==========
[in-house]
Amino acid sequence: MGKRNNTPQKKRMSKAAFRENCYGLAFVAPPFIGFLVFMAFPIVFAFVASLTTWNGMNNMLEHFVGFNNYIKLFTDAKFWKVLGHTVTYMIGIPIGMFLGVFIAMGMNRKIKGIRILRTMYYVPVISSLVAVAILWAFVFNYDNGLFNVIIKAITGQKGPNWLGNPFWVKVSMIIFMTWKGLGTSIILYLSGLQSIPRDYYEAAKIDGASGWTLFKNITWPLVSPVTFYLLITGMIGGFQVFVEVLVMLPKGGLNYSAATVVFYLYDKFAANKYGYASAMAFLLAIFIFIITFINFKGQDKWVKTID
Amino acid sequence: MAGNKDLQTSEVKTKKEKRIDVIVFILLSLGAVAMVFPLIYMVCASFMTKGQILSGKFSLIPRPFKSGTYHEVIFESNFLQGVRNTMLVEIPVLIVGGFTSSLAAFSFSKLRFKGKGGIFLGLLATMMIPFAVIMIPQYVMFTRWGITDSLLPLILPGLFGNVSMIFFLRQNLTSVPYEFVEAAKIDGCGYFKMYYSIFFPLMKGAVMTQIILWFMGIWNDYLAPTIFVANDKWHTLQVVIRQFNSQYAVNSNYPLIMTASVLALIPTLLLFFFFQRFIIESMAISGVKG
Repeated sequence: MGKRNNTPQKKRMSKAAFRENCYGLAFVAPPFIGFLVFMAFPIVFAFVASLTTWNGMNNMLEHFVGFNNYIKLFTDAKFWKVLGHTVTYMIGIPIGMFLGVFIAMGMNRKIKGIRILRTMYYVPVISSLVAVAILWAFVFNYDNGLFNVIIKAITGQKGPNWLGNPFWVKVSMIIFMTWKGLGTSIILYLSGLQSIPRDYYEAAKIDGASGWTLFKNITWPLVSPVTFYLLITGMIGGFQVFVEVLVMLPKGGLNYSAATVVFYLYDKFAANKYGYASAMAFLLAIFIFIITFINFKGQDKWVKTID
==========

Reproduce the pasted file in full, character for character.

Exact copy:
[in-house]
Amino acid sequence: MGKRNNTPQKKRMSKAAFRENCYGLAFVAPPFIGFLVFMAFPIVFAFVASLTTWNGMNNMLEHFVGFNNYIKLFTDAKFWKVLGHTVTYMIGIPIGMFLGVFIAMGMNRKIKGIRILRTMYYVPVISSLVAVAILWAFVFNYDNGLFNVIIKAITGQKGPNWLGNPFWVKVSMIIFMTWKGLGTSIILYLSGLQSIPRDYYEAAKIDGASGWTLFKNITWPLVSPVTFYLLITGMIGGFQVFVEVLVMLPKGGLNYSAATVVFYLYDKFAANKYGYASAMAFLLAIFIFIITFINFKGQDKWVKTID
Amino acid sequence: MAGNKDLQTSEVKTKKEKRIDVIVFILLSLGAVAMVFPLIYMVCASFMTKGQILSGKFSLIPRPFKSGTYHEVIFESNFLQGVRNTMLVEIPVLIVGGFTSSLAAFSFSKLRFKGKGGIFLGLLATMMIPFAVIMIPQYVMFTRWGITDSLLPLILPGLFGNVSMIFFLRQNLTSVPYEFVEAAKIDGCGYFKMYYSIFFPLMKGAVMTQIILWFMGIWNDYLAPTIFVANDKWHTLQVVIRQFNSQYAVNSNYPLIMTASVLALIPTLLLFFFFQRFIIESMAISGVKG
Repeated sequence: MGKRNNTPQKKRMSKAAFRENCYGLAFVAPPFIGFLVFMAFPIVFAFVASLTTWNGMNNMLEHFVGFNNYIKLFTDAKFWKVLGHTVTYMIGIPIGMFLGVFIAMGMNRKIKGIRILRTMYYVPVISSLVAVAILWAFVFNYDNGLFNVIIKAITGQKGPNWLGNPFWVKVSMIIFMTWKGLGTSIILYLSGLQSIPRDYYEAAKIDGASGWTLFKNITWPLVSPVTFYLLITGMIGGFQVFVEVLVMLPKGGLNYSAATVVFYLYDKFAANKYGYASAMAFLLAIFIFIITFINFKGQDKWVKTID